Derek Eder is an entrepreneur, technologist, organizer and one of the leaders of the civic tech community in Chicago. He is founder and partner at DataMade and the lead organizer for Chi Hack Night, Chicago’s premier weekly event for building, sharing and learning about civic tech. Derek has been building websites in Chicago since 2006 and building up the Chicago civic tech community since 2011. Over the years, Derek has built and collaborated dozens of civic projects including Chicago Lobbyists, ClearStreets, 2nd City Zoning, Look at Cook, Large Lots, MyReps and Is There Sewage in the Chicago River. He grew up in Portland, Oregon and graduated from Washington University in St. Louis with a BS in Computer Engineering. Back when he had spare time, he played in several bands that you could probably find if you Googled hard enough. He now lives in Oak Park with his wife Aya and two children, Ellie and Benji.
Forest Gregg is trying to find ways that information and information technology can help the people of Chicago recognize, understand, and address our shared challenges and opportunities. As a partner at DataMade, he works with clients, helps staff grow, and looks for ways for our company be better for our clients and for ourselves. He has been trained as a sociologist – particularly in quantitative methods and urban sociology. The statistics and machine learning training is useful on projects like dedupe and usaddress; the urban sociology training is useful for projects like Chicago’s Million Dollar Blocks and Where to Buy. From a spell as professional juggler, Forest is pretty good at games of accurate, under-handed tossing.
Regina Compton learned to code at Dev Bootcamp, after too many sacrifices at the altar of Weebly. At DataMade she has been a lead developer on several projects that make complex data easy-to-understand, including Councilmatic (LA Metro and NYC Council) and StudentUnion. Outside of DataMade she often thinks about music, what it does, and how it does the things it does. She especially appreciates the composer George Frideric Handel and fancies herself an active “Handelian” – both as the web developer for the American Handel Society and as an author of a forthcoming essay on Handel’s soprano singers. She also enjoys organizing innovative community arts events, most recently, Amygdala Notes in Chicago. Regina loves spending time at Lake Michigan with her newly born son, who – like his mother – embraces the bitter pleasures of cold-water swimming.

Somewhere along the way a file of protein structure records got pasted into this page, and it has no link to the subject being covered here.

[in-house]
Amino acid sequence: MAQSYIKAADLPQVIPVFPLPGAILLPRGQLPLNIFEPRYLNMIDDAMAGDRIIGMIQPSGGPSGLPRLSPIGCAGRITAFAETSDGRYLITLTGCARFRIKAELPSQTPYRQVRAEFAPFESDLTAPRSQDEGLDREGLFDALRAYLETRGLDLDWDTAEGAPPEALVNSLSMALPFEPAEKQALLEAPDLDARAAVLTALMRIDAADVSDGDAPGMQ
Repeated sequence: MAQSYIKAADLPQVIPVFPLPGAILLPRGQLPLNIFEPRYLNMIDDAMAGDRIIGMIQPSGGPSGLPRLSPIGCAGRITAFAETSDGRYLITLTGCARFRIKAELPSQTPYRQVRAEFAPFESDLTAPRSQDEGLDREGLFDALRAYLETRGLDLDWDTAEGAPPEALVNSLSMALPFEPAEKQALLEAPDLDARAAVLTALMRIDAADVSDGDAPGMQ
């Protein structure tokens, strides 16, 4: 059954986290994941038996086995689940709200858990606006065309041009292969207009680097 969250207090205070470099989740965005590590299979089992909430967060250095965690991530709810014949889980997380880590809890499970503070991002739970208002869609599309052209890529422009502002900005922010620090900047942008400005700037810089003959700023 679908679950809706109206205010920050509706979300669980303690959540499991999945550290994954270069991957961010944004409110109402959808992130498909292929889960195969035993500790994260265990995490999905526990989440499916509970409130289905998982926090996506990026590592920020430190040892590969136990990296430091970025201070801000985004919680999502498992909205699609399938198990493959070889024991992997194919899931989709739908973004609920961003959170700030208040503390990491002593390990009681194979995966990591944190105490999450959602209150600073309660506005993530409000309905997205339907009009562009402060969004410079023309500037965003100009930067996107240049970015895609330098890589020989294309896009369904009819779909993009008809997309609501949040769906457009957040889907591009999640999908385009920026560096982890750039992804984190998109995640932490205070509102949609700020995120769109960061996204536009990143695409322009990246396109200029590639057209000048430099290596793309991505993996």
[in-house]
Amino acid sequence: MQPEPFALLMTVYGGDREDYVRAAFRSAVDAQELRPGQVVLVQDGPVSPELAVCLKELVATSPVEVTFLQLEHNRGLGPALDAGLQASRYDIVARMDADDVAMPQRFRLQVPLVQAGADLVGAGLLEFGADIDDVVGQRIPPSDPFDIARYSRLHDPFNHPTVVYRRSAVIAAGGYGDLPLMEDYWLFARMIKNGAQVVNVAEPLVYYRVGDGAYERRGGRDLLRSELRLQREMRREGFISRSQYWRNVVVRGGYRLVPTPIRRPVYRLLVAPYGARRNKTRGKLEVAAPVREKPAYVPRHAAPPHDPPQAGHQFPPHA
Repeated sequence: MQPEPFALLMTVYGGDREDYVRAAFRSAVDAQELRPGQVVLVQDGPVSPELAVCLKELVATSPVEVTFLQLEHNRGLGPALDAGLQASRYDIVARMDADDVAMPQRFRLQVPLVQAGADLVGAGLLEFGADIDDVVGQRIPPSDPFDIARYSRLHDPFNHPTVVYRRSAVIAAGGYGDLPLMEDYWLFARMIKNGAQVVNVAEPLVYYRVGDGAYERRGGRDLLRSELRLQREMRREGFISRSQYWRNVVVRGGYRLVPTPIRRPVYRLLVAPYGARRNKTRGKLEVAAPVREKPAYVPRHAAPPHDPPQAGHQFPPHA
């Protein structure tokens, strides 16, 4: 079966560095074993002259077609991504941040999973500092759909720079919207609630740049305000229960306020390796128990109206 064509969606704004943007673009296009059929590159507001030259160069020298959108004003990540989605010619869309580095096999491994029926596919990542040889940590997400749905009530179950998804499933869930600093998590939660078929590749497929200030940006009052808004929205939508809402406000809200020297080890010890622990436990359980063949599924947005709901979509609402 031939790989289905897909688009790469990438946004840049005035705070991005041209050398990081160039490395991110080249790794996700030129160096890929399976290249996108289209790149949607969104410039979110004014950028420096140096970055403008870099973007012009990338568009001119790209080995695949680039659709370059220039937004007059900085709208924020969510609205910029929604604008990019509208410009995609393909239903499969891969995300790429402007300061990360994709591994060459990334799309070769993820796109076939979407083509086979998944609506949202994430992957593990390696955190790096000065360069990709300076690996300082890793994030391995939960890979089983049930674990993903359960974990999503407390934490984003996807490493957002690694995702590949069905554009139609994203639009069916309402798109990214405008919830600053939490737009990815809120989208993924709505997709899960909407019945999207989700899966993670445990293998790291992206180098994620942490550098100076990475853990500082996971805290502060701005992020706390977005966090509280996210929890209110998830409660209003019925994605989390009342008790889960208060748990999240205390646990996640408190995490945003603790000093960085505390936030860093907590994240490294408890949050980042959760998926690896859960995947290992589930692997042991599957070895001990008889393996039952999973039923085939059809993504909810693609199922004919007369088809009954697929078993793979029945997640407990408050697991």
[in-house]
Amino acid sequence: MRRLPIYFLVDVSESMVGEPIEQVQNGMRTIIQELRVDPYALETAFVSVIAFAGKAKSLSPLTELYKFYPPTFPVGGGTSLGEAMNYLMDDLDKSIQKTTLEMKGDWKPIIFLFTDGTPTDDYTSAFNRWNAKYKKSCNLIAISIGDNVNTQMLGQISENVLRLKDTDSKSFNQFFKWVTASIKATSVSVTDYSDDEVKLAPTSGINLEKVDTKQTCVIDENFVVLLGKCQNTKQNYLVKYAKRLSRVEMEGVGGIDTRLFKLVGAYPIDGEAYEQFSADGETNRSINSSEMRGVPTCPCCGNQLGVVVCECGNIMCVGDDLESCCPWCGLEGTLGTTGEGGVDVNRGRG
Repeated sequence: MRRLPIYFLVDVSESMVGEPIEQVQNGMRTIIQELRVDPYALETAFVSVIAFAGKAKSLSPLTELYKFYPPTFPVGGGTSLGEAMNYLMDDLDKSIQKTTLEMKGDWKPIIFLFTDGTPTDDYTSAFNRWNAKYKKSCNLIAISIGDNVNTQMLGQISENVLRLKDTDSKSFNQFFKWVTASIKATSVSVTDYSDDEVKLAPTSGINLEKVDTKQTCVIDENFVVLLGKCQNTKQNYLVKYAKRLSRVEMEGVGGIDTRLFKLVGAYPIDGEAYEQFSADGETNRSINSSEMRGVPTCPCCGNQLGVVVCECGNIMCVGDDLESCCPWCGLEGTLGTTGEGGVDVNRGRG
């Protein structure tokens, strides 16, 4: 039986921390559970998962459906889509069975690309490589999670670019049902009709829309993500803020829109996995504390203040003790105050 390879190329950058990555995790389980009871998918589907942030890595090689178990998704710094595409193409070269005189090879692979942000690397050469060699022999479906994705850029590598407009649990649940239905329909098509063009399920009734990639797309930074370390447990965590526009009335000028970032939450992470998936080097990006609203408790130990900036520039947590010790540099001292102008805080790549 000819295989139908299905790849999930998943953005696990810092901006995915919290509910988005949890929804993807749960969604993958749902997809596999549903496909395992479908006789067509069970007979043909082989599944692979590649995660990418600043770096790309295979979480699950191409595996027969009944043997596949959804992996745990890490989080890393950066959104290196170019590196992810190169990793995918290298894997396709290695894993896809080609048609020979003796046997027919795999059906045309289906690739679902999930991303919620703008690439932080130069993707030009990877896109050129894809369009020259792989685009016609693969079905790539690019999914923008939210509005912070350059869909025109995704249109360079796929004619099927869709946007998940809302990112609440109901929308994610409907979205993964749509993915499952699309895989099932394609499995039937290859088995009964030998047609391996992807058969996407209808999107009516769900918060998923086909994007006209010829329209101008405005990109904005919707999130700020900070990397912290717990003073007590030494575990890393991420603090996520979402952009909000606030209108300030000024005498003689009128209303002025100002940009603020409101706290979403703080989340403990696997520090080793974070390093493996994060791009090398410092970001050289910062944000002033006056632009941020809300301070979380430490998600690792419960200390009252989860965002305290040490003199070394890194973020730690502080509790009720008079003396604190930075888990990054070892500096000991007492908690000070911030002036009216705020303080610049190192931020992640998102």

Hannah Cushman is a wayward journalist turned software developer. She cut her teeth on public life in mid-Missouri, covering municipal economic development (ask her about enterprise zones) and elections. An alumna of the Missouri School of Journalism and a veteran of the Associated Press, Hannah remains deeply interested in how information is consumed, shared, and acted upon. At DataMade, she loves projects that derive meaning from data, both narratively like Justice Divided, and practically, like Dedupe.io. She’s also devoted to documenting of common patterns and commenting clever functions. In her spare time, Hannah enjoys pondering particle physics, eating just about anything, and simply existing in the Lincoln Square apartment she shares with her boyfriend, plants, and three cats.
Bea Malsky came to coding circuitously through journalism, game design, and an early obsession with Lego Mindstorms. She’s invested in civic journalism, reproductive justice, new media, maintenance art, and making the perfect bagel. At DataMade she especially enjoys writing complex SQL queries and working to make public data intelligible. Bea is a co-owner of Build Coffee, a coffee shop and bookstore in the Experimental Station on the South Side of Chicago, where she currently runs the shop’s bookstore, gallery, and events. She has a degree in Sociology and Gender & Sexuality Studies from the University of Chicago and is a former reporting fellow with City Bureau, editor at The Point magazine, and editor-in-chief of the South Side Weekly.
Jasmine Mithani caught the programming bug when she enrolled in a computer science class at Pasadena City College while on a gap year from the University of Chicago. Upon her return, she studied media theory by day and contributed to open source projects at night. She somehow found time to work as a game developer at DoSomething.org, a designer at Graphicacy, and a graphics reporter at National Public Radio. At DataMade, Jasmine loves transforming complex data into meaningful visualizations, and is the team member most likely to fret over font weights. After 5pm she heads to South Side Weekly, where she serves as Data Editor. Empowering disadvantaged populations to pursue and maintain careers in technology is near and dear to her heart. In her free moments, Jasmine reads fifty-two books a year, dreams of zines, and doodles in her bullet journal.
Eric van Zanten was once called a “True Renaissance Man” by a friend’s mom and is now using his job as a developer to pay off his art school education. Mostly self-taught as a programmer, Eric’s favorite DataMade projects are the ones that give him a chance to gain an esoteric knowledge of a specialized field. On the weekends you might find him wandering through a graveyard or stopping to read every single one of those brass plaques bolted to the sides of historic things. Eric spends his spare time ignoring his bot children in favor of his real children.